Get a Sansa Clip/Clip+ instead - much better player, and one can Rockbox it. (The new Clip Zip is good, but it can't be rockboxed yet...)
Apple iPod nano
Apple’s second smallest iPod has some nifty new features
- Compact, smart design
- Bluetooth 4.0 is useful
- Missing features from previous nano
- Screen isn't great for video
Apple's constantly-reinvented iPod nano gets a video-friendly screen and Bluetooth in its latest update. It's a user-friendly device as portable media players go, although it's missing a few features we liked on previous incarnations.
Price$ 169.00 (AUD)
Apple’s iPod nano has had as tumultuous a life as the company’s iMac, changing its form factor regularly since its 2005 introduction. The latest iPod nano is the sixth iteration of the miniature music player (only the iPod shuffle is smaller) — over the years it has gained and lost a larger screen and camera, traded the venerable click wheel for a touchscreen iOS-like interface. We’re taking a look at the most recent software update unveiled at Apple’s Let’s Talk iPhone event at the start of this month.
The latest iPod nano 1.2 update adds integrated accelerometer support, making the Nike+ fitness software work seamlessly without requiring a third-party add-on. Combined with a watch band, this feature makes the nano a reasonable tool for tracking casual workouts. It’s not as accurate or as feature-heavy as using a specialised fitness tracker like the Garmin Forerunner 610 or the combination of iPhone and RunKeeper, but if you’re looking to keep tabs on the distance you’ve walked or how long you’ve run, it does an acceptable job. It gets more accurate with time as the inbuilt accelerometer calibrates itself to your gait, and after a few tries we found it almost as accurate as our iPhone app for tracking a roughly 6km run. It stores stats for your workouts for later access, including data on time, steps, distance and calories burnt — a nice little value-add.
Trading on the Apple iPod nano’s surprising success as a multipurpose watch — several third-party watch bands were released for the square nano a short time after its release, and Apple now stocks a wide range in its online store — Apple’s latest nano software update increases the number of watch faces available to 16, ranging from ‘formal’ traditional faces (we’re not sure you’d ever wear the iPod nano as a formal watch, though) to digital and novelty ones. We liked the nixie clock most on our orange-with-black-wristband nano, but from our examination it looks like there’s a watch face that will at least suit every colour of iPod. We’re not sold on using an iPod nano as a watch, but this update is good for anyone who would.
The ‘nixie’ clock face we used on our orange iPod nano.
The interface is a little friendlier and more customisable than before, with the option to switch Home Screen icons (the inbuilt ‘apps’) to either large or small sizes and also to remove icons from view entirely. Users move through open apps by swiping from left to right, which is intuitive but imperfect — when unlocking the device the clock is shown by default, so as many as half a dozen swipes are needed to return to the Home Screen and open a new icon. Similarly, accidentally swipe the wrong part of the radio screen and you’ve just changed the station. Any iPod touch or iPhone user will be instantly familiar with the system though, and new users should have little trouble picking up its eccentricities.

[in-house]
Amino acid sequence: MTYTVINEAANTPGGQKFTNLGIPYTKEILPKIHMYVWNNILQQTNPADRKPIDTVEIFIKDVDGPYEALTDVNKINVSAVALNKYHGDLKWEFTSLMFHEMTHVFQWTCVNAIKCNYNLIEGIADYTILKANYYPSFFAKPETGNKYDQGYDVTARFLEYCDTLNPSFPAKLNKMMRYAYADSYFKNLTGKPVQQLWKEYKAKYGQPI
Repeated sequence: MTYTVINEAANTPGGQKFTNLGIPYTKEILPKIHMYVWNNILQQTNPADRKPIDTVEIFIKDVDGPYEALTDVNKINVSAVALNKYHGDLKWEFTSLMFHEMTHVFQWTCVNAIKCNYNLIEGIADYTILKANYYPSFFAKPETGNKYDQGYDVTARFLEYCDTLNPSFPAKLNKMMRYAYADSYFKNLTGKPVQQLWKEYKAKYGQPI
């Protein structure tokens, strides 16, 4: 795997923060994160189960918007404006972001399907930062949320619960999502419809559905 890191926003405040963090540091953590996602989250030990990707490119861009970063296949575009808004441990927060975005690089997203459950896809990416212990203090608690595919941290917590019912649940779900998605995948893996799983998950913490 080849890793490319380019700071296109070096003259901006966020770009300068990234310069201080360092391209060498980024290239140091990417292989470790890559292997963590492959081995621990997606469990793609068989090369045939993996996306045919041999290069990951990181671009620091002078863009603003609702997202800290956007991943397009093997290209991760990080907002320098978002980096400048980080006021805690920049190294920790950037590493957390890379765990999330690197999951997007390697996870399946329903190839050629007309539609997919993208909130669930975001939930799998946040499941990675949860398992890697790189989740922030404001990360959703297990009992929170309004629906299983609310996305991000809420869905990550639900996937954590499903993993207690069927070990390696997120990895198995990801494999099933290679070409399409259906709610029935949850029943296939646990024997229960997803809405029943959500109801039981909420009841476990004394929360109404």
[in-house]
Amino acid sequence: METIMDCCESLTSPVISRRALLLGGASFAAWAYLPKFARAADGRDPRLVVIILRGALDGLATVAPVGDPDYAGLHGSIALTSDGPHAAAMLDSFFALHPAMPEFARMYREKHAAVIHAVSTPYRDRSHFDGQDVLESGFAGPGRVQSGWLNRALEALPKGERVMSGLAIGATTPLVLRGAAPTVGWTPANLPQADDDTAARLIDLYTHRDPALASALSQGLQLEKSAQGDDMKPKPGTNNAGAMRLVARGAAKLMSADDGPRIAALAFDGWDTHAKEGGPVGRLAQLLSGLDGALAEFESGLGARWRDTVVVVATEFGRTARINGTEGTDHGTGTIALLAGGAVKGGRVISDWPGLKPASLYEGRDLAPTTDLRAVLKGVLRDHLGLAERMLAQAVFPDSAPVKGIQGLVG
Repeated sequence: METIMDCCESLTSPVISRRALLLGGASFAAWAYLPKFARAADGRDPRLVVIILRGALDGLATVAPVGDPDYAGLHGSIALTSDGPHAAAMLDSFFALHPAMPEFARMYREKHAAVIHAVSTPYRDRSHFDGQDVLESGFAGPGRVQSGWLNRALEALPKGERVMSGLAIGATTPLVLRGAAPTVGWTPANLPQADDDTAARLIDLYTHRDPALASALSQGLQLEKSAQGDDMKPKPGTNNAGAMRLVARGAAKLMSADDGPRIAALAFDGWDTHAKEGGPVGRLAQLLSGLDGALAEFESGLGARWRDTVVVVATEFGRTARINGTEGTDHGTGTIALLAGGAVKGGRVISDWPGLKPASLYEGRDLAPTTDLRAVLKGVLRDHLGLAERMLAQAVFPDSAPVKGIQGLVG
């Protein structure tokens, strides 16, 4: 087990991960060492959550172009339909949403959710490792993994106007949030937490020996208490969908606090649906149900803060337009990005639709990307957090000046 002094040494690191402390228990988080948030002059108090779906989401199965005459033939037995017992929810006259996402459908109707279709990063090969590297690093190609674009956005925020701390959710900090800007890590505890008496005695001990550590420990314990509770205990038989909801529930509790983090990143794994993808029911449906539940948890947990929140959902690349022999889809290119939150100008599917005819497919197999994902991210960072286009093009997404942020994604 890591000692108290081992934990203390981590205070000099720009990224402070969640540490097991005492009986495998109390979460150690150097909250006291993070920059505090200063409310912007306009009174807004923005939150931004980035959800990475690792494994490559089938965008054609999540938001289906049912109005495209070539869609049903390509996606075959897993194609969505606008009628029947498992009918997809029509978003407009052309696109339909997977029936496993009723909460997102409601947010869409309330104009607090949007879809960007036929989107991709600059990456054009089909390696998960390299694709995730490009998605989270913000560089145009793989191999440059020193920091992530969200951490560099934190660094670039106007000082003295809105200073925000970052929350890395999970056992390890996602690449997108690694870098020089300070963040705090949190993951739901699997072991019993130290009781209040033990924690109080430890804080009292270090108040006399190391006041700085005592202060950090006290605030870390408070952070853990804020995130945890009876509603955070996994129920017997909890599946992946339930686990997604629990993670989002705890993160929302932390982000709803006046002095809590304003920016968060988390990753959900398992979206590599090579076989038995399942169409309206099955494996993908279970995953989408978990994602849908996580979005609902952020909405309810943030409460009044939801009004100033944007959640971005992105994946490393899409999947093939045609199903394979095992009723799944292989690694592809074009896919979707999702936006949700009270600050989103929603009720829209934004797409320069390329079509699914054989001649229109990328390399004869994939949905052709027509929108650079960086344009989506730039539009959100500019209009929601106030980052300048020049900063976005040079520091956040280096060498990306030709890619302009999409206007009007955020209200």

The new iPod nano update adds large icons for easier navigation.
As you’d expect, all the other features — y’know, like music playback, photos, the inbuilt radio, podcasts and the rest — are still easily accessible and haven’t changed. It’s also good to see accessibility features like VoiceOver and black-on-white. What we appreciate more is a drop of around $50 in the price of each nano in Apple’s line-up — the 8GB is $149 and the 16GB we tested is $169, and given the small price difference we’d choose the 16GB every time.
Since the price of the iPod nano has dropped slightly since the last model upgrade and a few new features have made it easier to use (and more useful), we have no problems giving the iPod nano our continuing recommendation as a simple multi-purpose MP3 and music player.
Most Popular Reviews
- 1 Microsoft Surface Pro 3 Windows 8.1 tablet
- 2 Medion Akoya E4110 (MD 8239) desktop PC
- 3 Samsung Galaxy Tab S (10.5) 4G review
- 4 Dell Inspiron 11 3000 Series convertible laptop
- 5 Kogan Agora 4G review
Best Deals on GoodGearGuide
Latest News Articles
- Amid dueling lawsuits, state needs Oracle's help with health-insurance site transition
- First mobile device with MIPS 64-bit processor coming in 2016
- AMD's new eight-core FX chips based on aging Piledriver architecture
- Uber vows to defy German ban on its UberPop ride-sharing service
- Namecheap says accounts compromised in hacking incident
GGG Evaluation Team
First impression on unpacking the Q702 test unit was the solid feel and clean, minimalist styling.
For work use, Microsoft Word and Excel programs pre-installed on the device are adequate for preparing short documents.
The Fujitsu LifeBook UH574 allowed for great mobility without being obnoxiously heavy or clunky. Its twelve hours of battery life did not disappoint.
The screen was particularly good. It is bright and visible from most angles, however heat is an issue, particularly around the Windows button on the front, and on the back where the battery housing is located.
My first impression after unboxing the Q702 is that it is a nice looking unit. Styling is somewhat minimalist but very effective. The tablet part, once detached, has a nice weight, and no buttons or switches are located in awkward or intrusive positions.